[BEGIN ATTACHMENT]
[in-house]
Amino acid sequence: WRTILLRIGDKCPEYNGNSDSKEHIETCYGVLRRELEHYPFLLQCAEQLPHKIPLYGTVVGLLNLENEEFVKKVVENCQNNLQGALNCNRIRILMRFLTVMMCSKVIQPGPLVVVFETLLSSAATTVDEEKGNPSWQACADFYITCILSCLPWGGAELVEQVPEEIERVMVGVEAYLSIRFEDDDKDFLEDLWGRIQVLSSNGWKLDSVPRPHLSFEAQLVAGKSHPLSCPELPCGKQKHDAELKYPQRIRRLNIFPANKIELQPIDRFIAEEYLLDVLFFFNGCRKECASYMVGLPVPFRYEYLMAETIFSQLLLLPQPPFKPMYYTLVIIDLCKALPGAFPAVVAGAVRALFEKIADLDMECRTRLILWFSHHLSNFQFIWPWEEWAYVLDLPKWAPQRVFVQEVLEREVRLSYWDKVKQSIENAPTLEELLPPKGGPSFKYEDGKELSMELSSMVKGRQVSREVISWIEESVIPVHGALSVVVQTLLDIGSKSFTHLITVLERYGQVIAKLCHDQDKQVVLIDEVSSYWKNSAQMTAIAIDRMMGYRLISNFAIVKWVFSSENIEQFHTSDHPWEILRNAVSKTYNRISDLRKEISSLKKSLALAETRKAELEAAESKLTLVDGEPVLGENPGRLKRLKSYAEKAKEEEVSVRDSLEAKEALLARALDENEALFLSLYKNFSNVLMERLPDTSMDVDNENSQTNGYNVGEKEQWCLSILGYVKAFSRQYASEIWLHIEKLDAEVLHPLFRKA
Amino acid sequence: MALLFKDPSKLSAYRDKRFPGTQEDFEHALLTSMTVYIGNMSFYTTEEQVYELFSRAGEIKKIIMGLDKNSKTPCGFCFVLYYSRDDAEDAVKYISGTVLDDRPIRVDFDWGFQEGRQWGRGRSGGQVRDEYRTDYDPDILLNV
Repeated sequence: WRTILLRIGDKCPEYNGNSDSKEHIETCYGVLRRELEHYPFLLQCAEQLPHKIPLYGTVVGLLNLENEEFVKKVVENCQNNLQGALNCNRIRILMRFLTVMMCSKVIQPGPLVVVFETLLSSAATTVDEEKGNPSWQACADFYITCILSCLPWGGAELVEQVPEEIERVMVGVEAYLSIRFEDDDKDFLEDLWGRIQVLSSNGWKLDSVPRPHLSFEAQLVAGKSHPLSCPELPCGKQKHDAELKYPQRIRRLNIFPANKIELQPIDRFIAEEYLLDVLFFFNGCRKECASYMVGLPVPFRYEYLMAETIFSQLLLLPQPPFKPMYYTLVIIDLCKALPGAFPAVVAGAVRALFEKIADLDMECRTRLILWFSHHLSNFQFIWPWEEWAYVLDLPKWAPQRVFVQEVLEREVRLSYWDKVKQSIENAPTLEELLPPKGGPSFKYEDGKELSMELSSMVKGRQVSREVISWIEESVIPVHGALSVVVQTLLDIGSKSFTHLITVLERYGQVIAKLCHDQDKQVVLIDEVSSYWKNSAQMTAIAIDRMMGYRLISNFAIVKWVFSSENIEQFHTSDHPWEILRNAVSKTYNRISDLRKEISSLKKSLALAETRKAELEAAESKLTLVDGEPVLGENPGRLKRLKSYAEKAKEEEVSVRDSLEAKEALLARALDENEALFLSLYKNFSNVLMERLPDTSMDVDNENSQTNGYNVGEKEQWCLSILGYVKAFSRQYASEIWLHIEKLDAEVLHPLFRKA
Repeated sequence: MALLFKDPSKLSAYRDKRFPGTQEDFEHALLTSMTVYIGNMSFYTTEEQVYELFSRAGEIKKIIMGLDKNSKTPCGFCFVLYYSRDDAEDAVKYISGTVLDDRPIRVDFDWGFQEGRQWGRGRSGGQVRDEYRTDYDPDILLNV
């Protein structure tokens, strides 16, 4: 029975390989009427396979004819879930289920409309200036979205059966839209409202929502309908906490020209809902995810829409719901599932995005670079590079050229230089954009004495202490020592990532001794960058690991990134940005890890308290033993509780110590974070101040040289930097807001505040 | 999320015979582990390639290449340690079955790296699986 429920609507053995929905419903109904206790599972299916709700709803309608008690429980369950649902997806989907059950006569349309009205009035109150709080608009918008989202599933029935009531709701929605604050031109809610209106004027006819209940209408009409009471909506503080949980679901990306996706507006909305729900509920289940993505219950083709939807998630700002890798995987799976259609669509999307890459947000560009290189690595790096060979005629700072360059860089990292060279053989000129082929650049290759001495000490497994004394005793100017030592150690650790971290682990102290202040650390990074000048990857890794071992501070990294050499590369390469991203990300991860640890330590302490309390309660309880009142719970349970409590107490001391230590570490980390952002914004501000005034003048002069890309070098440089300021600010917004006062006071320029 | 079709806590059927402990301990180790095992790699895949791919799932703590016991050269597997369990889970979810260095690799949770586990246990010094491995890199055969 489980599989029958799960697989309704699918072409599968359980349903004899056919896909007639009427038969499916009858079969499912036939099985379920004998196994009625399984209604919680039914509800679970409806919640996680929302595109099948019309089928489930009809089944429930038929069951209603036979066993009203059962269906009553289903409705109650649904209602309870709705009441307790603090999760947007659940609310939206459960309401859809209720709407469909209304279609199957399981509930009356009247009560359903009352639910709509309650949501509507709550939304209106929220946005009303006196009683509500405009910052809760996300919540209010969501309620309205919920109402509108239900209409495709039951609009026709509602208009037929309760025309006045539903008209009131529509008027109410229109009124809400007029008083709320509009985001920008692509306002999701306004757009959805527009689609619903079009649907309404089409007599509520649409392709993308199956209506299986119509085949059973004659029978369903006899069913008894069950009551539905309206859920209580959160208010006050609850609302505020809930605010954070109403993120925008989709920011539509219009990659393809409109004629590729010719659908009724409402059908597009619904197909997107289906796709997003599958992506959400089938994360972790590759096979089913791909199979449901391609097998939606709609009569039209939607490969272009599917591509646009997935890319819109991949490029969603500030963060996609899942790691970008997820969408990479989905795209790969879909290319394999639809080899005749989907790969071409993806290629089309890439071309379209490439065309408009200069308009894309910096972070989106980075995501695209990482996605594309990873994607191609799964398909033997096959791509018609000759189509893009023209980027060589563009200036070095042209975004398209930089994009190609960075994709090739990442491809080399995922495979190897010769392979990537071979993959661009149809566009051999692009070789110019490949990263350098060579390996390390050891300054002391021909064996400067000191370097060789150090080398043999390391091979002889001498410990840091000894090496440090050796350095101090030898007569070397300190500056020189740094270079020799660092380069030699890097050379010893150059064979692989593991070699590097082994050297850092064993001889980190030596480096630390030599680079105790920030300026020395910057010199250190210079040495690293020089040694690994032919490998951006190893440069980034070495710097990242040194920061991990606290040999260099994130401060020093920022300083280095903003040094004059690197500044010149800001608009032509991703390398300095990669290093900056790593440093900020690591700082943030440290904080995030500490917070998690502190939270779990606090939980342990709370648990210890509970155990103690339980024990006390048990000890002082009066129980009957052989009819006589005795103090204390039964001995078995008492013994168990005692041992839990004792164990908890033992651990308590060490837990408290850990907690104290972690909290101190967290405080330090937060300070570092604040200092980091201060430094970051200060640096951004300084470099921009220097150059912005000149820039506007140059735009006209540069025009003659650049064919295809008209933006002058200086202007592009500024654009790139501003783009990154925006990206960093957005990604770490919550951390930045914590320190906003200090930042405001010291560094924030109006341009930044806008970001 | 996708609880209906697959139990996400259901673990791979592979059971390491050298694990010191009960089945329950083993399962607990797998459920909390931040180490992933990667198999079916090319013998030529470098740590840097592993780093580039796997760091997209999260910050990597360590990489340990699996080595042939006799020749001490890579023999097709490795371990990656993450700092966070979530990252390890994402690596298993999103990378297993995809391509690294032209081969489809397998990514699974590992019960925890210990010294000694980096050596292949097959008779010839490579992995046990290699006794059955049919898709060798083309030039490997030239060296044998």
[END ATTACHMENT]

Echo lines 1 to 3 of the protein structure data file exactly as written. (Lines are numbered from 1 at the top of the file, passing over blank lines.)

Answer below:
[in-house]
Amino acid sequence: WRTILLRIGDKCPEYNGNSDSKEHIETCYGVLRRELEHYPFLLQCAEQLPHKIPLYGTVVGLLNLENEEFVKKVVENCQNNLQGALNCNRIRILMRFLTVMMCSKVIQPGPLVVVFETLLSSAATTVDEEKGNPSWQACADFYITCILSCLPWGGAELVEQVPEEIERVMVGVEAYLSIRFEDDDKDFLEDLWGRIQVLSSNGWKLDSVPRPHLSFEAQLVAGKSHPLSCPELPCGKQKHDAELKYPQRIRRLNIFPANKIELQPIDRFIAEEYLLDVLFFFNGCRKECASYMVGLPVPFRYEYLMAETIFSQLLLLPQPPFKPMYYTLVIIDLCKALPGAFPAVVAGAVRALFEKIADLDMECRTRLILWFSHHLSNFQFIWPWEEWAYVLDLPKWAPQRVFVQEVLEREVRLSYWDKVKQSIENAPTLEELLPPKGGPSFKYEDGKELSMELSSMVKGRQVSREVISWIEESVIPVHGALSVVVQTLLDIGSKSFTHLITVLERYGQVIAKLCHDQDKQVVLIDEVSSYWKNSAQMTAIAIDRMMGYRLISNFAIVKWVFSSENIEQFHTSDHPWEILRNAVSKTYNRISDLRKEISSLKKSLALAETRKAELEAAESKLTLVDGEPVLGENPGRLKRLKSYAEKAKEEEVSVRDSLEAKEALLARALDENEALFLSLYKNFSNVLMERLPDTSMDVDNENSQTNGYNVGEKEQWCLSILGYVKAFSRQYASEIWLHIEKLDAEVLHPLFRKA
Amino acid sequence: MALLFKDPSKLSAYRDKRFPGTQEDFEHALLTSMTVYIGNMSFYTTEEQVYELFSRAGEIKKIIMGLDKNSKTPCGFCFVLYYSRDDAEDAVKYISGTVLDDRPIRVDFDWGFQEGRQWGRGRSGGQVRDEYRTDYDPDILLNV